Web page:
We learned many things about how to do effective ministry in a National Park and throughout it all God spoke to me and said, “this is what you’ve been looking for” and I believed Him. I believe Him in that He sent me to the place of my roots in faith to tell me that this season of my life isn’t an escape like nearly every other season has been. He sang Job 5:8-11 to me all weekend long saying “little thorn bush of mine, it’s high time you realize you’ve got flowers coming alongside your thorns and they will make each other beautiful. stop acting like you were meant to scare everyone away”. I realized that I am the earth He has been pouring rain on and that this period of sunshine – hot, dusty, desert sunshine – will go hand in hand with that rain and make flowers pop up on my skin previously thought to be barren.
I am still hopelessly afraid of that Canyon; I keep having dreams that he reaches up and swallows me whole. I think it stems from the fact that I haven’t been able to place my hands and forehead upon this type of land yet to ask it for forgiveness and permission. I’m worried he will speak to me in a language the mountains never used. I’m worried I won’t recognize that call. I’m worried I’ll like it more. All I know is that I fully plan on standing on that rim with my guitar, singing songs yet unwritten into his open palms, and hopefully, he will believe that I mean good.
I hold a lot of worry that my belief system won’t be rigid enough for the rest of them the same way it seems to be too rigid for those who have never set an alarm for Sunday morning. The way I see it, God is far too big to ever fit into one human’s mind and take the shape of the most perfect summation and believe Himself satisfied. I think He whispers between the winds in the trees far more than most Christians give Him credit for. I think they’d all call me a heathen if they ever saw the thoughts I have crossing paths inside my skull. All I know is I have experienced far deeper things running through haunted forests than I ever had sitting in church. There is a subtle shaking throughout the whole inextricable grid of the earth and mankind appears to be the only ones who cannot feel it. Maybe if we weren’t so focused on ourselves we would notice that everything is quaking and our knees cannot remain so straight for much longer. I think that’s why I chose the Canyon over all the other ‘professional’ internships I was offered; I’m ready to be back on my knees worshiping something that is not an altar in front of me, but an air that is all around me, that is in me, that cannot be trapped in the makings of mankind. I’d like to believe anything worth believing in is Bigger than the thing that believes in it.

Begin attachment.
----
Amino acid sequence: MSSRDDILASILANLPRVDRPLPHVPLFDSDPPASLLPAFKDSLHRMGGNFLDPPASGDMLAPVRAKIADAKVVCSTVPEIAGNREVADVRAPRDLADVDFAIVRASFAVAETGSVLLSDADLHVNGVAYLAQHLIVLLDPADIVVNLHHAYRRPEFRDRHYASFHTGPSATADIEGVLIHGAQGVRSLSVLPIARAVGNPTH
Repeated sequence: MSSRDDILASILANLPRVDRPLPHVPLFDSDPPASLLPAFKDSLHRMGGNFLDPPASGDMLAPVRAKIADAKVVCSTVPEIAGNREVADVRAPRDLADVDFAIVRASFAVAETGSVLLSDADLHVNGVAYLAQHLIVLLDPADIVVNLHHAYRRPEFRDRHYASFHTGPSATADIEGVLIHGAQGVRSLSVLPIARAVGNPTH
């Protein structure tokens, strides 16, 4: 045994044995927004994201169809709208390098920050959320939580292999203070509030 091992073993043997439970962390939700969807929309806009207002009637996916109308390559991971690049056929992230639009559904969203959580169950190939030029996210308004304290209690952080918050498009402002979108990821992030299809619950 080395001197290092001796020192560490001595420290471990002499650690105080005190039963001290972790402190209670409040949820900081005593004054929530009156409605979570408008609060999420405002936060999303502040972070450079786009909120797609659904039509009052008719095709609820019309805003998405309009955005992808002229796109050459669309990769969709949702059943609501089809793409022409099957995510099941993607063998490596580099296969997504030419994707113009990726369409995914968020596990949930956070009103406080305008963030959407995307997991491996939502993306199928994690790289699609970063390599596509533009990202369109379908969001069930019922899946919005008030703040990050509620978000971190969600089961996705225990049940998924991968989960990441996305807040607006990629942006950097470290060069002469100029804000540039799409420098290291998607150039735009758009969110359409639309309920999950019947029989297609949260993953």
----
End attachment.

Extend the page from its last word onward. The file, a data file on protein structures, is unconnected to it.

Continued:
I’m overly excited to get the summer started, to be back with my team, to be back surrounded by those who treat the earth as a sacred place and not a servant. I’m ready to be challenged and lonely and swallowed and completely whole in a place where most people aren’t. I want to get lost in it all, I think I already am.